One tool that I use on a daily basis especially with my job is the Online IP Subnet Calculator. Just to give you something along what your IP might be. I am not sure what your IP is. I am assuming it is a Public Static IP. So, I am going to use a made up IP as 74.172.65.26 with your mask of 255.255.255.252.

enter image description here

Just on the quick image there we can see that the Mask Bits is 30, so the notation would be 74.172.65.26/30 Which would mean that our gateway should be 74.172.65.25 which has to be in the same subnet as our IP address. Clicking on the CIDR just above switches to a slightly different calculator, but I input the same information and received about the same in return.

enter image description here

There we can see that our route would be 74.172.65.24 as our network and our network CIDR Notation would be 74.172.65.24/30 but that is not our IP address. Our broadcast on that network is 74.172.65.27 as that is the highest IP. This is the equivalent of an IP of 192.168.1.15 mask 255.255.255.0 network where our network CIDR Notation would be 192.168.1.0/24 and our broadcast would be 192.168.1.255 and our gateway IP would be more than likely at 192.168.1.1.

Hope this helps!

  • This isnt a home network. This is a development web/* server utilizing Comcast static ips. My problem is when I try to apply the 255.255.255.252 subnet. I do not know what the /* would be. I keep getting a "has bits set" error. I would really like to use this version but I may either not use netplan or go back to 16. I really appreciate any help. Thanks! – mr_wahoo May 10 '18 at 12:32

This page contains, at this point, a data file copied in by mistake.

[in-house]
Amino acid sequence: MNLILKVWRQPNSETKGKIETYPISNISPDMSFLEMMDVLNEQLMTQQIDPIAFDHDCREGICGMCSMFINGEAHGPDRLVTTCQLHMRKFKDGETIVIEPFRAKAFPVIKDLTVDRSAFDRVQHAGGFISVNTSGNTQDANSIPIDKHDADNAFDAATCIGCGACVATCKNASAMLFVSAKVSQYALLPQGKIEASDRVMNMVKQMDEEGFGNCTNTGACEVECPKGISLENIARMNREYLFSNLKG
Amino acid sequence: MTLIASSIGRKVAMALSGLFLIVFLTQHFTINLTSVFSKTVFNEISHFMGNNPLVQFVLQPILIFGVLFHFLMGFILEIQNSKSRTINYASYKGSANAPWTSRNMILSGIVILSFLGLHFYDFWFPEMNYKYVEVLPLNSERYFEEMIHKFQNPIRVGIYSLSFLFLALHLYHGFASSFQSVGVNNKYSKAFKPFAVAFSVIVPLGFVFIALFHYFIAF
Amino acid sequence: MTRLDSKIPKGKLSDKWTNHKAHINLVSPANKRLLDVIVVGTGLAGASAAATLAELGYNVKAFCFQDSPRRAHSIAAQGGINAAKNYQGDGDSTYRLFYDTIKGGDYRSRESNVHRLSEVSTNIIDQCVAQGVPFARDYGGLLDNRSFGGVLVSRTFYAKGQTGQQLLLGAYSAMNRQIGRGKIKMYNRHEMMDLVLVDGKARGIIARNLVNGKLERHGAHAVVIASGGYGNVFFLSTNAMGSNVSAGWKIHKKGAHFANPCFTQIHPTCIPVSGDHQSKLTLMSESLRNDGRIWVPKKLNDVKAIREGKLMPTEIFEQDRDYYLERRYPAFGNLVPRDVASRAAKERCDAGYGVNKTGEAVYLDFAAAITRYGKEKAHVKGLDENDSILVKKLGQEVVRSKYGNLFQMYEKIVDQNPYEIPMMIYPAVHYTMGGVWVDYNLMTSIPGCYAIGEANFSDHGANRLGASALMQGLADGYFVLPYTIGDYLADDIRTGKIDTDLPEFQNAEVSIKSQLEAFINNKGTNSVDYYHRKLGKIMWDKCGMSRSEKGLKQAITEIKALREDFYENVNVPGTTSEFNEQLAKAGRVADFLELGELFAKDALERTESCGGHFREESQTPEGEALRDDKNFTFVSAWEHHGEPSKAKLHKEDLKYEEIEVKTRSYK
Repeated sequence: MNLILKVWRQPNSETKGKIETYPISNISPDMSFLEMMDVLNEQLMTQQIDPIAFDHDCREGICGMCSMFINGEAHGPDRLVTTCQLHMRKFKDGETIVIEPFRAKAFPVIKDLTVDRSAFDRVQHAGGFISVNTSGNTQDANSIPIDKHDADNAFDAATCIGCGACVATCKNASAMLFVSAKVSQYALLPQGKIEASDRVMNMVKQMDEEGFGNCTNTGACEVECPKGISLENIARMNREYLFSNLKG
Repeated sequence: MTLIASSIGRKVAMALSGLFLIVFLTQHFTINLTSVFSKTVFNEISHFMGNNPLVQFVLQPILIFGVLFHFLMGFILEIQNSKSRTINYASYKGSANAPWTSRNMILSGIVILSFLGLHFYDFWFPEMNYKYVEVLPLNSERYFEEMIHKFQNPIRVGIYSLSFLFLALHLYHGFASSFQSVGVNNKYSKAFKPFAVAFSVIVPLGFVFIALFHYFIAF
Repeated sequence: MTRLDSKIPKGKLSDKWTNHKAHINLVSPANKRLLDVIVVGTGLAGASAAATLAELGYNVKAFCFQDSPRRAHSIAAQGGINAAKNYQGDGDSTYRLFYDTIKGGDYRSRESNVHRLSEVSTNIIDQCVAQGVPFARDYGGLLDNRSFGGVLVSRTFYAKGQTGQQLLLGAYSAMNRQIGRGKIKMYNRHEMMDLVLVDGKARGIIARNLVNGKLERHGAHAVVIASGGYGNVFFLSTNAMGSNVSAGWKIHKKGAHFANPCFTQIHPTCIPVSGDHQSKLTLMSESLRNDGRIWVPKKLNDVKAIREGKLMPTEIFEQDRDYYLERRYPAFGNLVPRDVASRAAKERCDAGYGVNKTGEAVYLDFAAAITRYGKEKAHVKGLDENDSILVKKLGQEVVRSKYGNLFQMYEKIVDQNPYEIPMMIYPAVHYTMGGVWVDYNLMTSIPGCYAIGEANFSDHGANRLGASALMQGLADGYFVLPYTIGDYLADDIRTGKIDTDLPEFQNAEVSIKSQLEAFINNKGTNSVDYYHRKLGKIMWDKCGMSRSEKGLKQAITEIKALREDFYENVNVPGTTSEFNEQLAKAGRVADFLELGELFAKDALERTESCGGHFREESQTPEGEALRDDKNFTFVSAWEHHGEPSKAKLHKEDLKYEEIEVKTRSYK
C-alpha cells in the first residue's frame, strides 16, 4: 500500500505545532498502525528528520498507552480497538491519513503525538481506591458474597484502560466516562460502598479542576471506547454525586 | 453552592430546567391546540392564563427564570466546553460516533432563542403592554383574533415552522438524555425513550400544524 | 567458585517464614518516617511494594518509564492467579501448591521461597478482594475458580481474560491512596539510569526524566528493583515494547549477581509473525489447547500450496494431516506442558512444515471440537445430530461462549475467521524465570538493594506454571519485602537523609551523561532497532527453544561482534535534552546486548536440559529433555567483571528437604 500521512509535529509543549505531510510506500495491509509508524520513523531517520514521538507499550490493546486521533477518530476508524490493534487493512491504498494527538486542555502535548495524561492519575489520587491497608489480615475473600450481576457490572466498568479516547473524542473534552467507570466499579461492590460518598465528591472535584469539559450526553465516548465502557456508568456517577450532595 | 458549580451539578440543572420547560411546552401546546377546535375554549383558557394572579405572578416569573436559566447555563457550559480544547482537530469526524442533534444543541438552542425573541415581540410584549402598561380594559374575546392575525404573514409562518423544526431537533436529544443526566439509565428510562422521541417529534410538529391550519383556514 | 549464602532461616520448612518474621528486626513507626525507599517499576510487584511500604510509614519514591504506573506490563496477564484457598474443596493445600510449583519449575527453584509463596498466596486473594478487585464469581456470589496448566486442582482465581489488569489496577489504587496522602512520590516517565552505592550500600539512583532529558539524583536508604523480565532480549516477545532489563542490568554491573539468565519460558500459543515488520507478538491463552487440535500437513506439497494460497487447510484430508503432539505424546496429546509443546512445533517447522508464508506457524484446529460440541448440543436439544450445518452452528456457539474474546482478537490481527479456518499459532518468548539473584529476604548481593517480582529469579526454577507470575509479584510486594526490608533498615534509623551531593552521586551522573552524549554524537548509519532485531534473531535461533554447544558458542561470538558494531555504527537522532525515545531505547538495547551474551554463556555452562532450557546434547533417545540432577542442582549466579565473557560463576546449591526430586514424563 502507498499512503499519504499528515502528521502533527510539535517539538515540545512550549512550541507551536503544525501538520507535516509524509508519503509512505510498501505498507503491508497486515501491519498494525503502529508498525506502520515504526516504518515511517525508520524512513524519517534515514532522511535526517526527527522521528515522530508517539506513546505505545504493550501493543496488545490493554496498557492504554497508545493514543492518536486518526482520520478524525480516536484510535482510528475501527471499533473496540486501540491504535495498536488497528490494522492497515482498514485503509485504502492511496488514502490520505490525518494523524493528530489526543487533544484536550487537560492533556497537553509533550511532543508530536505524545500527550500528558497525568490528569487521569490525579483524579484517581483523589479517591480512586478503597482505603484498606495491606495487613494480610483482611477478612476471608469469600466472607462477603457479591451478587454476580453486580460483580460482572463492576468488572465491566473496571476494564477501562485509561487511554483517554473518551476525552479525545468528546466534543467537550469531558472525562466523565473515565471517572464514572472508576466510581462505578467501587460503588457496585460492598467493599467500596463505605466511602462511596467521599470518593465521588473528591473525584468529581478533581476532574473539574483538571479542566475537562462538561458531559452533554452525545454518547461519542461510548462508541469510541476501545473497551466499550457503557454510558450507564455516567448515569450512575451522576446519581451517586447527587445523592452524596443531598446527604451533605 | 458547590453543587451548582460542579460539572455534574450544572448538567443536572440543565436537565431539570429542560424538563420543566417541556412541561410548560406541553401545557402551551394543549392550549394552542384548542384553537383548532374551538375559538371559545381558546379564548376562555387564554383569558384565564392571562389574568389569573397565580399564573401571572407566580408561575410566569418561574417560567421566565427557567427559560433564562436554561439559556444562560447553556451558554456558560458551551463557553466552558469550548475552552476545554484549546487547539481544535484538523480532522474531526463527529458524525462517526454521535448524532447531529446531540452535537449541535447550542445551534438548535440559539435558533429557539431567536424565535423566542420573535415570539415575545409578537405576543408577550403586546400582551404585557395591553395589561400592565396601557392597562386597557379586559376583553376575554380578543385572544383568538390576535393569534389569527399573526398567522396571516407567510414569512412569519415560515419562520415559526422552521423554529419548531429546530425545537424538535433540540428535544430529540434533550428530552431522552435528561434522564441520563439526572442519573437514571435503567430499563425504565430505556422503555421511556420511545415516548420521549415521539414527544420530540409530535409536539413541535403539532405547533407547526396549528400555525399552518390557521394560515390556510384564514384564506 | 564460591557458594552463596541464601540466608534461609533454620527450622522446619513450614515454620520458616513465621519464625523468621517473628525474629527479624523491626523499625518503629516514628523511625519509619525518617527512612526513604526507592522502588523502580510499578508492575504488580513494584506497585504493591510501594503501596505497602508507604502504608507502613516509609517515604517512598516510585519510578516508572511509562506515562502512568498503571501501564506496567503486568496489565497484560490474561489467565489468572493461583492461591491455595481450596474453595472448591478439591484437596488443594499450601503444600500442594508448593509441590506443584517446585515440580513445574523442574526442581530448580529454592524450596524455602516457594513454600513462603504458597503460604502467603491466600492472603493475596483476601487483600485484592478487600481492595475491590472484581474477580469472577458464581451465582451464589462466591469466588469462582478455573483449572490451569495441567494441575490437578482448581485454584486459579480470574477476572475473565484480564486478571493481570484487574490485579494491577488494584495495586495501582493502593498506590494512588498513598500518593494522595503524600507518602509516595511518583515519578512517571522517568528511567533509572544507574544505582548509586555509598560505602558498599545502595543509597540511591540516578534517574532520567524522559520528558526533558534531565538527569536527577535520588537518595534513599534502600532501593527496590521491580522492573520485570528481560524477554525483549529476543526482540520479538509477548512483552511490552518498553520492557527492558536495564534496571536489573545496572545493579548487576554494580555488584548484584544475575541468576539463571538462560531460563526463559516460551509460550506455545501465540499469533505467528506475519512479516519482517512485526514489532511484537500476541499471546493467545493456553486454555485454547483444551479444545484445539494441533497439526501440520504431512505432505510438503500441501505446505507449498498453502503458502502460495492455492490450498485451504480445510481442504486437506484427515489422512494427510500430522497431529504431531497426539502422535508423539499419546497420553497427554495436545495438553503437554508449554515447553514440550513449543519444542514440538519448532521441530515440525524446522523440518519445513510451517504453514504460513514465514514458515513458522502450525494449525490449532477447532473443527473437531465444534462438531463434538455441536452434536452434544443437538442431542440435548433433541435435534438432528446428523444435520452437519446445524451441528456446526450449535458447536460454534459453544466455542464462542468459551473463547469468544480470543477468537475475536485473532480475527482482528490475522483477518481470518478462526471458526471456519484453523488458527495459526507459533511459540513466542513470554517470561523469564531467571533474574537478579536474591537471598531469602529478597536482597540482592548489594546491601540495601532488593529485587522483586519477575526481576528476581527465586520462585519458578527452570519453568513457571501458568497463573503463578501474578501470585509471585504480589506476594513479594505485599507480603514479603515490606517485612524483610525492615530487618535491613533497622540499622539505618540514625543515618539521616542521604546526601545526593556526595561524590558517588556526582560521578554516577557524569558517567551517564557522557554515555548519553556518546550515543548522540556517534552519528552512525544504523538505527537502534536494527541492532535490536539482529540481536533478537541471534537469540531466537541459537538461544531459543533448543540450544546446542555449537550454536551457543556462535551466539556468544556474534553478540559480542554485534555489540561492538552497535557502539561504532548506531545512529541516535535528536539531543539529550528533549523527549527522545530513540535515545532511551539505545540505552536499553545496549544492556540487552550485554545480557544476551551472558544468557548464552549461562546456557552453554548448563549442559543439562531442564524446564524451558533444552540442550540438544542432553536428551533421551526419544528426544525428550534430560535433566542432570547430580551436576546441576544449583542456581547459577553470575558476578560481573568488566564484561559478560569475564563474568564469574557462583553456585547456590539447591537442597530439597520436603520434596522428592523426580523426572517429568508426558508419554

• @mr_wahoo I added in some more edits and a tool that I use on a daily basis that might help you determine what your /* would be. I am assuming that yours would have to be a /30 on a 255.255.255.252 masked network. – Terrance May 10 '18 at 13:33
  • Hey! I got it. The guy above sent me the same link. Never knew about that site. Thanks so much for your responses. I hope to be able to answer as fast for ppl as you guys do one day! Thanks again! – mr_wahoo May 10 '18 at 14:13
  • @mr_wahoo Keep learnin! There is so much potential out there and believe it or not, but I have fun with this! I find it challenging and when I help people I in turn learn a lot myself. :) Keep up the good work! – Terrance May 10 '18 at 14:27
  • @mr_wahoo By the way, I am that same guy! =) – Terrance May 10 '18 at 14:29
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The way you do it at the beginning of Ubuntu 18.x plus installation, if you go static is:

Netmask: 10.10.10.0/24 (don´t put 255.255.255.0, it won´t work)
IP:      10.10.10.20
GW:      10.10.10.1
DNS:     10.10.10.1 etc

That should work!

  • I apologize. I forgot to mark the answer. I appreciate your input. Thanks! – mr_wahoo Mar 22 at 17:35